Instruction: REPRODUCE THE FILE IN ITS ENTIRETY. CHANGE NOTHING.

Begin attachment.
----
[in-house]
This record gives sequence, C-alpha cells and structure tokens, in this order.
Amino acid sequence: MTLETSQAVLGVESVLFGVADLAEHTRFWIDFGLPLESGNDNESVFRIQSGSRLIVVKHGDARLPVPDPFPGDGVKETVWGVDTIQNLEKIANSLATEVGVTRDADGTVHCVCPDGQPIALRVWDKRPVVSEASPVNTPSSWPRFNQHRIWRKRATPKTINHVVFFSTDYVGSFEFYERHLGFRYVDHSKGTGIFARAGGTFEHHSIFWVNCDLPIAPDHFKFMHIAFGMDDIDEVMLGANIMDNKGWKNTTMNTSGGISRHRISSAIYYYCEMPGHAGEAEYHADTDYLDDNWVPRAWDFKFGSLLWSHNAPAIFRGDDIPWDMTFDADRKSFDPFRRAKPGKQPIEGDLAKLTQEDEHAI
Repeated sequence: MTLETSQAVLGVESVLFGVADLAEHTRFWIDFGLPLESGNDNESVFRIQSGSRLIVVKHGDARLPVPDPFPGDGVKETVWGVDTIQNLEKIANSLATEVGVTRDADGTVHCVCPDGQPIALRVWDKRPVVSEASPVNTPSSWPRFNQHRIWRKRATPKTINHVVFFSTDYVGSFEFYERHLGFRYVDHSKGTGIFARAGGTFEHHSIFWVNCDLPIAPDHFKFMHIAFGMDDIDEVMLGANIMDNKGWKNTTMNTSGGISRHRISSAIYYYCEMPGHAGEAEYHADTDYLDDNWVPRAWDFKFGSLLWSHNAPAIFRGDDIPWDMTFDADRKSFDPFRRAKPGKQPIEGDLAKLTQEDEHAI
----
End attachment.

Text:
[in-house]
This record gives sequence, C-alpha cells and structure tokens, in this order.
Amino acid sequence: MTLETSQAVLGVESVLFGVADLAEHTRFWIDFGLPLESGNDNESVFRIQSGSRLIVVKHGDARLPVPDPFPGDGVKETVWGVDTIQNLEKIANSLATEVGVTRDADGTVHCVCPDGQPIALRVWDKRPVVSEASPVNTPSSWPRFNQHRIWRKRATPKTINHVVFFSTDYVGSFEFYERHLGFRYVDHSKGTGIFARAGGTFEHHSIFWVNCDLPIAPDHFKFMHIAFGMDDIDEVMLGANIMDNKGWKNTTMNTSGGISRHRISSAIYYYCEMPGHAGEAEYHADTDYLDDNWVPRAWDFKFGSLLWSHNAPAIFRGDDIPWDMTFDADRKSFDPFRRAKPGKQPIEGDLAKLTQEDEHAI
Repeated sequence: MTLETSQAVLGVESVLFGVADLAEHTRFWIDFGLPLESGNDNESVFRIQSGSRLIVVKHGDARLPVPDPFPGDGVKETVWGVDTIQNLEKIANSLATEVGVTRDADGTVHCVCPDGQPIALRVWDKRPVVSEASPVNTPSSWPRFNQHRIWRKRATPKTINHVVFFSTDYVGSFEFYERHLGFRYVDHSKGTGIFARAGGTFEHHSIFWVNCDLPIAPDHFKFMHIAFGMDDIDEVMLGANIMDNKGWKNTTMNTSGGISRHRISSAIYYYCEMPGHAGEAEYHADTDYLDDNWVPRAWDFKFGSLLWSHNAPAIFRGDDIPWDMTFDADRKSFDPFRRAKPGKQPIEGDLAKLTQEDEHAI